HR Management & Compliance

No Lack of Stress Among Millennials

Burnout, a syndrome stemming from workplace stress, has, at one time or another, affected virtually the entire U.S. workforce. Lhasa OMS recently did a study of 2,010 young Americans, with the goal of learning more about their stress levels at work. The findings showed that 4 out of 5 Millennials were stressed several times per week, with 2 out of 5 experiencing stress every day.

Source: G-Stock Studio / shutterstock

If you are not familiar with burnout, which received an official classification from the WHO recently, check out this article. Additionally, you can read the full results of the study here.

Why Study Millennial Stress

According to the Pew Research Center, Millennials make up at least 35% of the workforce. They are therefore the largest working generation in the United States. While engagement in the workforce has reached record levels—34%, according to Gallup—that still leaves the overwhelming majority of workers disengaged. You do not have to look far to see the extreme costs of disengagement in the workplace.

If most of the workforce is disengaged, and the largest portion of the workforce is Millennials, then Millennial disengagement hits organizations the hardest.

What’s Stressing Them Out?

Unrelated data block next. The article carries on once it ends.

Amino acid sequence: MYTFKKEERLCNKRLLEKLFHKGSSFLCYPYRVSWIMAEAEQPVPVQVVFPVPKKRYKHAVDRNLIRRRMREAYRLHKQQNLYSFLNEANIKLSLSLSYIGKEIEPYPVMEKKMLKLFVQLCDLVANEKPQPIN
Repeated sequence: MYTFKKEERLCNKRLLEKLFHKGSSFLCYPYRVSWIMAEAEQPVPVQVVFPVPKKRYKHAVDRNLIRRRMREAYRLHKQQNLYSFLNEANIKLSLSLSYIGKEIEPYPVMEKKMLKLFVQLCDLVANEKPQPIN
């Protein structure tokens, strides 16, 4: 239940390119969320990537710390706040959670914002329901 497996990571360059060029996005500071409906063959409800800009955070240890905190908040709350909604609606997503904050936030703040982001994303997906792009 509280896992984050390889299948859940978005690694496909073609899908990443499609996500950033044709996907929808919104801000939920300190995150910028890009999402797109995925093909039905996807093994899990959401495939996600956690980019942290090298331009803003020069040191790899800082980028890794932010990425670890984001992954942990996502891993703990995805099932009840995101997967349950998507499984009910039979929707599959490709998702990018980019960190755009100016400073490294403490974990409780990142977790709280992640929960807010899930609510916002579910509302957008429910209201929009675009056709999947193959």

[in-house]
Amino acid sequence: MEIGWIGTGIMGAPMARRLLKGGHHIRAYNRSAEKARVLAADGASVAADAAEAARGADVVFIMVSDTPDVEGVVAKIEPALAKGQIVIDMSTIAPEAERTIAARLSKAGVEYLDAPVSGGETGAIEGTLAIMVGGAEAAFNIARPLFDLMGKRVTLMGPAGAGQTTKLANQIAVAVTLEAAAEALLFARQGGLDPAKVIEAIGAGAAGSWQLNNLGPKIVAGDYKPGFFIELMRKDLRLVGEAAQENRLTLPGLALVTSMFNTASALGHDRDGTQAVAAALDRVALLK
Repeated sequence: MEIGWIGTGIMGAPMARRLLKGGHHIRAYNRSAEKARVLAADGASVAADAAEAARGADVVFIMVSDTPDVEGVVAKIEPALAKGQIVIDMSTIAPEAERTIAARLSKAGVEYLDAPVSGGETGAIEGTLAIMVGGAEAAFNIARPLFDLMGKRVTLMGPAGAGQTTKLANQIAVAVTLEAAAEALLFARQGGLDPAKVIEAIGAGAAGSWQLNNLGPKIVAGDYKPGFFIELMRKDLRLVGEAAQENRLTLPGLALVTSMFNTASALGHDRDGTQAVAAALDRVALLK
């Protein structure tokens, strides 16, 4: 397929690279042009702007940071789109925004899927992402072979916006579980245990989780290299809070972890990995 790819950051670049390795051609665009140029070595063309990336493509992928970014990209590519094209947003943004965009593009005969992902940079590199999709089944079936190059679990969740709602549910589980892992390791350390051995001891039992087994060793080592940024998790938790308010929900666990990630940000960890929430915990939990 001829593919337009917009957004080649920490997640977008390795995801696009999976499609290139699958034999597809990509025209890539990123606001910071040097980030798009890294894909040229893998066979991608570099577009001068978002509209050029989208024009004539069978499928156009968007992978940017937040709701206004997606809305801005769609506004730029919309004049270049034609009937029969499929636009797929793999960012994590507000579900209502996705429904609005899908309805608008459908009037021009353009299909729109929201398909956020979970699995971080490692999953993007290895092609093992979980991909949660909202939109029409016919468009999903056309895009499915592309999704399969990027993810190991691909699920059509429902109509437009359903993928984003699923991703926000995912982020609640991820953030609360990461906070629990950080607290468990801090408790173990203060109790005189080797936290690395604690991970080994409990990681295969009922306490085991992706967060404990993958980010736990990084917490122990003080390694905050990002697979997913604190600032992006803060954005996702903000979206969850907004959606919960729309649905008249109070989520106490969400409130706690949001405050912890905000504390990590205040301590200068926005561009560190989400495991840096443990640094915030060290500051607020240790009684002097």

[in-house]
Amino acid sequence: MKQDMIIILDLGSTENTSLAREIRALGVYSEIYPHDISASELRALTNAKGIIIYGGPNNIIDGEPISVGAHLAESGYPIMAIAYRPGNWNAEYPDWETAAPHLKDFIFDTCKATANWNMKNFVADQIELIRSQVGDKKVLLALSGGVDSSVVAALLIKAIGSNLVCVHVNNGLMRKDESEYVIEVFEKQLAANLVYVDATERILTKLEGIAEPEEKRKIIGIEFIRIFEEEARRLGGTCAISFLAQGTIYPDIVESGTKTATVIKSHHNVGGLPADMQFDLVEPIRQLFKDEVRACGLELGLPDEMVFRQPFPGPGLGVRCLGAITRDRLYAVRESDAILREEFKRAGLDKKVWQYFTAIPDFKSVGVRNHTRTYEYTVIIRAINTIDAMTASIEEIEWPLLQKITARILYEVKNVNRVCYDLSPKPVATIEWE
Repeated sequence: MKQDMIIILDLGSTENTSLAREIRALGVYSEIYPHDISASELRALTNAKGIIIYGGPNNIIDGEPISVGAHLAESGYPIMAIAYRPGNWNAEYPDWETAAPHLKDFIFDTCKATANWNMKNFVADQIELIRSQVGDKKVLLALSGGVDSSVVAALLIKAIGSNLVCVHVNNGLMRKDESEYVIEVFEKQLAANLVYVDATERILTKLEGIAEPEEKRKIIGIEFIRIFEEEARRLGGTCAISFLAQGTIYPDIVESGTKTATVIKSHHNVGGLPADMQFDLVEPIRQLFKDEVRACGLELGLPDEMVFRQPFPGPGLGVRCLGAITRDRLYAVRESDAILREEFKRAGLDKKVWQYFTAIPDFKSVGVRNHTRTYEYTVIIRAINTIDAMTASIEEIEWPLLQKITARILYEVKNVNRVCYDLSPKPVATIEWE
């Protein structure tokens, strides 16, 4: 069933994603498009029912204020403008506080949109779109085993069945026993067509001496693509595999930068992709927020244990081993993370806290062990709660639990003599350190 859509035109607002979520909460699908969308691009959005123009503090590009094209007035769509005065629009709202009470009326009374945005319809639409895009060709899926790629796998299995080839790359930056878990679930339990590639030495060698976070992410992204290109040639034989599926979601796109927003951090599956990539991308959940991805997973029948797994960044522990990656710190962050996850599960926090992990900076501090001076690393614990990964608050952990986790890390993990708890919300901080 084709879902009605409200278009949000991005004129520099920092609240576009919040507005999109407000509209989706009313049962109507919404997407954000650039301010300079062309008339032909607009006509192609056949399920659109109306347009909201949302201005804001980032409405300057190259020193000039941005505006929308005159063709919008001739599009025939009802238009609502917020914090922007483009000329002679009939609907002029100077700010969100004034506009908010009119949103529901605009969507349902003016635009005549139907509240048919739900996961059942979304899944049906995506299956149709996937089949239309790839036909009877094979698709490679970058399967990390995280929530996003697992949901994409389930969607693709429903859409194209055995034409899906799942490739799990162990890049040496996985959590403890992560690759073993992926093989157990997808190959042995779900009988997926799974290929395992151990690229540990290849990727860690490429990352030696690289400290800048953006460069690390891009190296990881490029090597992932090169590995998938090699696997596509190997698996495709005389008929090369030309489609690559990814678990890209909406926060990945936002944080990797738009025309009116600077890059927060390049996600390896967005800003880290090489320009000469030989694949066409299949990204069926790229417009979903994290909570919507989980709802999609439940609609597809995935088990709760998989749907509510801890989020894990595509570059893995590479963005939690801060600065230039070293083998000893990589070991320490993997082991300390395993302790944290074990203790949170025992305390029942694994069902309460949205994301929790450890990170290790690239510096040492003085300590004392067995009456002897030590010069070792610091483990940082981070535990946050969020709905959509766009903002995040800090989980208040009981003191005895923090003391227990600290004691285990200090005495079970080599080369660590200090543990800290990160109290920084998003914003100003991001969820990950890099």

Millennials have more stressful lives than previous generations, at least according to the Millennials—the study shows that 78% felt that way. When asked what made life more stressful for them in particular, they answered according to the following table:

More debt 78%
The job market is more competitive 76%
More expensive health care 70%
Future of the nation 64%
Political climate 63%
Future of the planet 61%
Technology or media overload 56%
Social pressure online 55%
Dating is harder 31%
Risk of identity theft 29%
Online bullying 26%


Respondents were also asked what caused them the most stress (not just what they felt was unique about their stress compared with other generations). The top 5 reasons are as follows:

Finances 74%
Work/career pressure 65%
Work/life balance 56%
Mental health 55%
Relationships with family or friends 44%


Significantly, at least 2 of the top 5 stressors were work-related (3 if you count finances). In fact, 91% of respondents said they would feel less stressed if they had a higher income.

The Effects of Stress

Many of the behavioral and physical side effects of stress reported by respondents are not unique to Millennials. However, the Millennials who took the survey ranked their behavioral and physical side effects, as can be seen in these charts.

Behavioral Side Effects

Social withdrawal 54%
Poor communication 37%
Changes in diet 36%
Drug or alcohol misuse 21%
Missing commitments 18%


Physical Side Effects

Fatigue 64%
Insomnia 53%
Physical burnout 49%
Restlessness 48%
Increased headaches 40%


More Resources

While employers can’t be expected to address stress outside of the workplace, there are many things that they can do to manage stress in the workplace. Here are a few articles that offer helpful suggestions: